LADS Plus has been designed to give results that are very straightforward to interpret, so that Administrators who are not teachers or psychologists can deal with them perfectly well. It is not necessary to have a detailed knowledge of dyslexia in order to interpret the results of a LADS Plus screening, but some knowledge of dyslexia is desirable, particularly when giving useful feedback to the person who has been screened. Miles and Miles (1999), and Snowling (2000) are two recommended books that review the scientific literature.

Helpful publications specifically on dyslexia in adults include:

Bartlett and Moody (2000) Dyslexia in the workplace. Whurr.

Gilroy and Miles (1996) Dyslexia at college. (Second edition) Routledge.

McLoughlin, Fitzgibbon and Young (1994) Adult dyslexia: assessment, counselling and training. Whurr.

McLoughlin, Leather and Stringer (2002) The Adult Dyslexic. Whurr.

Reid and Kirk (2001) Dyslexia in adults: education and employment. Wiley.

Singleton (1999) Dyslexia in Higher Education: policy, provision and practice. (The Report of the National Working Party on Dyslexia in Higher Education). University of Hull.

Further information can be obtained from the British Dyslexia Association and the Adult Dyslexia Organisation (see Section 7 for contact details).

It is recommended that the Administrator should access the results when the person who has been tested is not present. This allows the Administrator to print out the results, consider them carefully and then give proper feedback to the person, including, if necessary, advice on where to obtain further help and/or counselling. Results should not be given to the person who has been tested without careful consideration and proper feedback (see section 4.4).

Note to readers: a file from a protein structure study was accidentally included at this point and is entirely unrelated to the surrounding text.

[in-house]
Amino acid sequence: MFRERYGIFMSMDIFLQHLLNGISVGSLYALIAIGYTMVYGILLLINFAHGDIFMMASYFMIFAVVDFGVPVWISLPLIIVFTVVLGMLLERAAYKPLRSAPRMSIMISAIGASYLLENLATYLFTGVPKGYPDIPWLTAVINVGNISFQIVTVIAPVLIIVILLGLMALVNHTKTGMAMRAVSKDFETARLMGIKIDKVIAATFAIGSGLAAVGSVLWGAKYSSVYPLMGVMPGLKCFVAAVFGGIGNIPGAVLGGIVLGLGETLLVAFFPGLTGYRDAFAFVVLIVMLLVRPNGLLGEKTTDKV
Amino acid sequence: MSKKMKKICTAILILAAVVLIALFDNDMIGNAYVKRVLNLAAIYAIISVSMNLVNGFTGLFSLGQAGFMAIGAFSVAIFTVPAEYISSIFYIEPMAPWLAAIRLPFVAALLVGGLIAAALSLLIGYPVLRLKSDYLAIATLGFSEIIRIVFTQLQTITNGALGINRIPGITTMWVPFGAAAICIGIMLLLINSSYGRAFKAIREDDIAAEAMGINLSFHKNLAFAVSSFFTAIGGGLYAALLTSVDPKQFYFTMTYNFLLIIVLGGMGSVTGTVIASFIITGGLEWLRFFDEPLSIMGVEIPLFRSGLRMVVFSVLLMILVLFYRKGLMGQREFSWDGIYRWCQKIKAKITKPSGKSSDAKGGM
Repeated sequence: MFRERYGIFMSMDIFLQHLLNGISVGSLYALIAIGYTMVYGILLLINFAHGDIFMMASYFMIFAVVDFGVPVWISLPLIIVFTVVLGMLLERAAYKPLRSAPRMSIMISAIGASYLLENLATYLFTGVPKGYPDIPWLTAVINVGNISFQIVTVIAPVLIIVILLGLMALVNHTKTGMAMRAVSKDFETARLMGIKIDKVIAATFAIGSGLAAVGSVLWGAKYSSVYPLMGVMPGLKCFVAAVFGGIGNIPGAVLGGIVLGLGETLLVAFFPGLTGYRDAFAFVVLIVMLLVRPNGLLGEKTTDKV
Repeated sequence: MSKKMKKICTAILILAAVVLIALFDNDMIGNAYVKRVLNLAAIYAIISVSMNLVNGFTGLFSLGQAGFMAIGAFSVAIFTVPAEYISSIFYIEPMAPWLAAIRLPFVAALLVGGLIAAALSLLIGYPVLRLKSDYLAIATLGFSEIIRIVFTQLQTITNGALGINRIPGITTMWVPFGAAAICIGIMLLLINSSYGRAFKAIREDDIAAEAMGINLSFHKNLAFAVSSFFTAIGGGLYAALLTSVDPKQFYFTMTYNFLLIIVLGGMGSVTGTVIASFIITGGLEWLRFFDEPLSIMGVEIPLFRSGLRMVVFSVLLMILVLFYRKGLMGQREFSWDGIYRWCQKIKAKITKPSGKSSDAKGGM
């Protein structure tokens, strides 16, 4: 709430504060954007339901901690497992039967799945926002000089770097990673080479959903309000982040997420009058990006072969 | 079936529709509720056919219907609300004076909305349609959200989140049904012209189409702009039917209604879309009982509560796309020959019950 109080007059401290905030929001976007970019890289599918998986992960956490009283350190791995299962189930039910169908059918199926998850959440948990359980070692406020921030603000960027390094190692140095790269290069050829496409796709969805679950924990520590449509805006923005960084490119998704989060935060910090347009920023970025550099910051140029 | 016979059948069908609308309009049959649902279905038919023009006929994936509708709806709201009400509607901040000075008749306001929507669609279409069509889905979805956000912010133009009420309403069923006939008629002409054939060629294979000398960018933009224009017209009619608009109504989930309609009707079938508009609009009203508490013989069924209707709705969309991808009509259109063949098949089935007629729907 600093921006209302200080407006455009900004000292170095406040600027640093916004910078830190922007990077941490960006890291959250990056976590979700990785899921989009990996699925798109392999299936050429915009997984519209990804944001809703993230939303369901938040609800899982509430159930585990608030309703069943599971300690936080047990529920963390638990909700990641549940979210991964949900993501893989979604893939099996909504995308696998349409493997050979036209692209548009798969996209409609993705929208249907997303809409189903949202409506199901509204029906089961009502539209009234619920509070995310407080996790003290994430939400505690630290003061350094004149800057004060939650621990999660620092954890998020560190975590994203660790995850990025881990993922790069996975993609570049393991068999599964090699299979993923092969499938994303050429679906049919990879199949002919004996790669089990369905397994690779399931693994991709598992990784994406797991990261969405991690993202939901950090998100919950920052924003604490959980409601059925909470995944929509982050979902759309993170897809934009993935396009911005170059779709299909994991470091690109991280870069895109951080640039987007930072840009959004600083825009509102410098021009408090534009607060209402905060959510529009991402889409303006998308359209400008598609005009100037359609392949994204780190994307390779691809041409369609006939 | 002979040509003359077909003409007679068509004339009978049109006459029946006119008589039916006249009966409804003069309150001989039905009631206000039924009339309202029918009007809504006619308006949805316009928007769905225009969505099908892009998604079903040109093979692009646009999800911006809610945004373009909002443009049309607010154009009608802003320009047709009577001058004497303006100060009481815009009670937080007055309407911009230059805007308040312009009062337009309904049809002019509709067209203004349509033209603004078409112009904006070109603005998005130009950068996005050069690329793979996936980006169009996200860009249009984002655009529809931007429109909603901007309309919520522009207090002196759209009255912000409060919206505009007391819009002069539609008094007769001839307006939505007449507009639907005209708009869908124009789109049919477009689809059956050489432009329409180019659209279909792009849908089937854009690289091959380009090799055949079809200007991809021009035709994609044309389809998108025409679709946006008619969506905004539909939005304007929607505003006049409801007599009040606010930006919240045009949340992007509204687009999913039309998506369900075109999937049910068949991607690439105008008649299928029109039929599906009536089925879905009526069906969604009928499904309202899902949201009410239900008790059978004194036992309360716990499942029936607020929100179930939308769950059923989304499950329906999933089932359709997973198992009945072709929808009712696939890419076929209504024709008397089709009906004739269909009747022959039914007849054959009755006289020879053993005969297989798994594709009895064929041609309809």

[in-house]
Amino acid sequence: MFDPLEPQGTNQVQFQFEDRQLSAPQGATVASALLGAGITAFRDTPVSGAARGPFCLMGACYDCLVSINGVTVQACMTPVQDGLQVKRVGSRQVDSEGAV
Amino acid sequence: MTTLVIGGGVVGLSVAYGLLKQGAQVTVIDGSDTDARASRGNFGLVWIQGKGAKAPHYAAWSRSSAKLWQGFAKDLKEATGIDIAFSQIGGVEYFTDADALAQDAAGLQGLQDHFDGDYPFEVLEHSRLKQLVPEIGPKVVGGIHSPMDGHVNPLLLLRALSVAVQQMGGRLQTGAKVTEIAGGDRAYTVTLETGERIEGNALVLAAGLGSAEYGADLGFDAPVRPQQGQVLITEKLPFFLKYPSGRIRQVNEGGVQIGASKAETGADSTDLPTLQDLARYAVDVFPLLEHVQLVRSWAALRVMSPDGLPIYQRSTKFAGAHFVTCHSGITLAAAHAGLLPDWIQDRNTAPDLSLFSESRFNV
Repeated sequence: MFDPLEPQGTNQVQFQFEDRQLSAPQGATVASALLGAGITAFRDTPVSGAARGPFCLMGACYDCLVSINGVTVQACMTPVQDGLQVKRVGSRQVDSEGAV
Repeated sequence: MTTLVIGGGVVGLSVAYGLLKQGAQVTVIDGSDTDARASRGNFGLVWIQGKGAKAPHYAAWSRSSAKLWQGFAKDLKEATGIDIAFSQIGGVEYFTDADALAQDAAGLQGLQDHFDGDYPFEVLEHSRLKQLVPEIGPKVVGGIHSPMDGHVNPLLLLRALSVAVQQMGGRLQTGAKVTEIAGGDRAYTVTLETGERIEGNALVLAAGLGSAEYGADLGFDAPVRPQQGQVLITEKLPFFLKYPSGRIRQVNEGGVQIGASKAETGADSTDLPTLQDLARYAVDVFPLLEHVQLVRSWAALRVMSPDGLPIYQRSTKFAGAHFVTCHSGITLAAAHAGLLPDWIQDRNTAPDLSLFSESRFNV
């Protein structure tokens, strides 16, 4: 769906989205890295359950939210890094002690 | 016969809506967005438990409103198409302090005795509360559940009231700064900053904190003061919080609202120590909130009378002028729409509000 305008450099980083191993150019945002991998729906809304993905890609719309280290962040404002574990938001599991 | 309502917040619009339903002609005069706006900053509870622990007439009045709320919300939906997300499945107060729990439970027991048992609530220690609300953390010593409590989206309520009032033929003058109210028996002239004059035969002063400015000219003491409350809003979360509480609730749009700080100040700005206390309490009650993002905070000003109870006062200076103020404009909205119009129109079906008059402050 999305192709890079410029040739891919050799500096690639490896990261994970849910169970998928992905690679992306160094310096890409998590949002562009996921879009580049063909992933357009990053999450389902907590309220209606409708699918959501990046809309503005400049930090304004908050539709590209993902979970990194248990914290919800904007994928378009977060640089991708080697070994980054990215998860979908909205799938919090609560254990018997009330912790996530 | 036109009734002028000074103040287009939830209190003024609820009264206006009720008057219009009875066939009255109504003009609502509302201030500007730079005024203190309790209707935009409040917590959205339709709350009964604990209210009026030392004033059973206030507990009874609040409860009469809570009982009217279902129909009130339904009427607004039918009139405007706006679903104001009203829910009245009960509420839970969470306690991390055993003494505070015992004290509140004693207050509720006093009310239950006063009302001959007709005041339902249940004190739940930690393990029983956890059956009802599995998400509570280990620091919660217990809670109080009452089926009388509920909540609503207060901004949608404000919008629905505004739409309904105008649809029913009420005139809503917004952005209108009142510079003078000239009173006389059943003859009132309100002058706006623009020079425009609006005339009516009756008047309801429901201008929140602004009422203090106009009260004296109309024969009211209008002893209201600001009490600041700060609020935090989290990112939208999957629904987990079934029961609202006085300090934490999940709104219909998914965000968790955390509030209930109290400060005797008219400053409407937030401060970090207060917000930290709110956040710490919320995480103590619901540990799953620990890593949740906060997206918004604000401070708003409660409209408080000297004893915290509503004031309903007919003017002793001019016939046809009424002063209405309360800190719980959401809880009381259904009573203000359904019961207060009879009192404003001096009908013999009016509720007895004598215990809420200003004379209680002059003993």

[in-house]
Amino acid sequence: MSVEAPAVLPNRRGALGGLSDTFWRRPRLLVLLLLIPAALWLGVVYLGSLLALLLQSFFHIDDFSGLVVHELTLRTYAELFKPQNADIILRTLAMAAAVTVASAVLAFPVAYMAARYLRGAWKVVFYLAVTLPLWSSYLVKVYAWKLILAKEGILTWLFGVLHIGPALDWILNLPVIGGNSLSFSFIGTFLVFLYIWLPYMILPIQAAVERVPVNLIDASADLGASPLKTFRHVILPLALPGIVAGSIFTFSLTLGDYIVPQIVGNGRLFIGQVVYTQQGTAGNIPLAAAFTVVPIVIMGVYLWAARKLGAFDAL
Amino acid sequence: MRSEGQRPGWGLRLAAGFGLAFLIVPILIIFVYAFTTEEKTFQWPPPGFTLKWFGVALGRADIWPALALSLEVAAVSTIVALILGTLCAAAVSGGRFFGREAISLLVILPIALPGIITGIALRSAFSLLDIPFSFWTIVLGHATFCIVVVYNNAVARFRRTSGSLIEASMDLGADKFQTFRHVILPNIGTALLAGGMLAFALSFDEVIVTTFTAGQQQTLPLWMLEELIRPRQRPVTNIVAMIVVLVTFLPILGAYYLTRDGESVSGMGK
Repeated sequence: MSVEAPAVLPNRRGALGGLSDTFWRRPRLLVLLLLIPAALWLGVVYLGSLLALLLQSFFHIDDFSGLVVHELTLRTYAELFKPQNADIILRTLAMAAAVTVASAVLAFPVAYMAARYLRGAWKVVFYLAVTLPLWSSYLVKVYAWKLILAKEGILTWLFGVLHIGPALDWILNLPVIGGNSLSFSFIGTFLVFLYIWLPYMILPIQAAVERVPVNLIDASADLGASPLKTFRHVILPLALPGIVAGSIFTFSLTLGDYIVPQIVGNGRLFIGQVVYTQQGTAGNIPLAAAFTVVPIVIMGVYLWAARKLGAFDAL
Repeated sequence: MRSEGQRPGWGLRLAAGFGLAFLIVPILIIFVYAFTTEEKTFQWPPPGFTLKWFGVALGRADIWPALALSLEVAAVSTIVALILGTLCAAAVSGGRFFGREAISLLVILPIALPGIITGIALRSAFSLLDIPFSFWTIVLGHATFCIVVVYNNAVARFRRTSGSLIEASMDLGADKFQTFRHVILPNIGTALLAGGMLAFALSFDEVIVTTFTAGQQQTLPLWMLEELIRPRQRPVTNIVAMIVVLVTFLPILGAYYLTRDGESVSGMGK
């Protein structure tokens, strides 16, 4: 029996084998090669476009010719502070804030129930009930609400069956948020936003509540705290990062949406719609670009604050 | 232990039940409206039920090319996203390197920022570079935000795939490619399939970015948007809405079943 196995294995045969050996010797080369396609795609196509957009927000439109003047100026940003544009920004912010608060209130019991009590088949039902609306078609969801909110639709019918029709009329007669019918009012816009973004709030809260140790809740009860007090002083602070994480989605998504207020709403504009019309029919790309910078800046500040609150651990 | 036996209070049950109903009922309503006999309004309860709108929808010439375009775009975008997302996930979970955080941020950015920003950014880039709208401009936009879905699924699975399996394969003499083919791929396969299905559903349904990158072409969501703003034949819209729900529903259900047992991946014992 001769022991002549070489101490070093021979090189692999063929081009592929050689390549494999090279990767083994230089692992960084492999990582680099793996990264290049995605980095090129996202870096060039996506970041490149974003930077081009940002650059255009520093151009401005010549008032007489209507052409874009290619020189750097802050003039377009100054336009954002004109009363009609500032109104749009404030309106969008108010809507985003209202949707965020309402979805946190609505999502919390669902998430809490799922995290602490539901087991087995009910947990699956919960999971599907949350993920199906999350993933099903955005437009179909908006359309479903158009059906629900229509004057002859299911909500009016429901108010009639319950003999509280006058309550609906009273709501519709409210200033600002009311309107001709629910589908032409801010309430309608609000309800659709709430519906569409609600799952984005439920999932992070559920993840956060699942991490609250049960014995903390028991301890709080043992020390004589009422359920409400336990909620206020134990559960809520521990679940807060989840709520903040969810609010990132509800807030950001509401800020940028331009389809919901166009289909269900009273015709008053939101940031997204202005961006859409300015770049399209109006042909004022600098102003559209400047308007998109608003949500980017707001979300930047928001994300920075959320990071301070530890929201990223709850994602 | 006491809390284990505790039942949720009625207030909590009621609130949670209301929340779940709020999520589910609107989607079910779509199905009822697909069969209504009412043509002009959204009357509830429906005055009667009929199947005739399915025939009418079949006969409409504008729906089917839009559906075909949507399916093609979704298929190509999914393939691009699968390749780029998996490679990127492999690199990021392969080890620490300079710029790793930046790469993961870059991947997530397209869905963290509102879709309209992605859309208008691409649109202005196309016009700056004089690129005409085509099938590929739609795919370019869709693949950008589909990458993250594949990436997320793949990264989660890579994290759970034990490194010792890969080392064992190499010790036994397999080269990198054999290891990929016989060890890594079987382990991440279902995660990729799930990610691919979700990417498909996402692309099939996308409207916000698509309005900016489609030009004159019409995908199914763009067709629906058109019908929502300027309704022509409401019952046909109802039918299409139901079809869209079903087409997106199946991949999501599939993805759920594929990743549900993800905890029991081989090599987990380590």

Be prepared to listen to the client and answer his or her questions as helpfully as possible. Be prepared for the client to become emotional or upset about the results. Sometimes there is an emotional response because the person is under the mistaken impression that having dyslexia will restrict their educational and/or occupational opportunities. Or their reaction may be one of joyful (or tearful) relief, because at last they know that there is a name for the problems they have experienced for so many years, and that there are sources of help. Occasionally the reaction is one of anger because the client believes that their dyslexia should have been recognised long ago when they were at school, and this evokes unpleasant memories of childhood humiliation for poor schoolwork. It is often advisable to suggest that the client sees a professional counsellor to talk through their feelings about the news, although few counsellors know very much about dyslexia. If seeking someone to whom a client can safely be referred, the local dyslexia association may be able to help (contact the British Dyslexia Association for the details of your local dyslexia association). Most universities and some colleges have professional counsellors on the staff.

When the client belongs to a special category (e.g. prisoners, young offenders, immigrants), has a nonstandard educational background, poor verbal ability, low levels of literacy, or is vulnerable for any reason, special care needs to be taken when administering LADS Plus and interpreting results. For further information about this, please consult Chapter 5.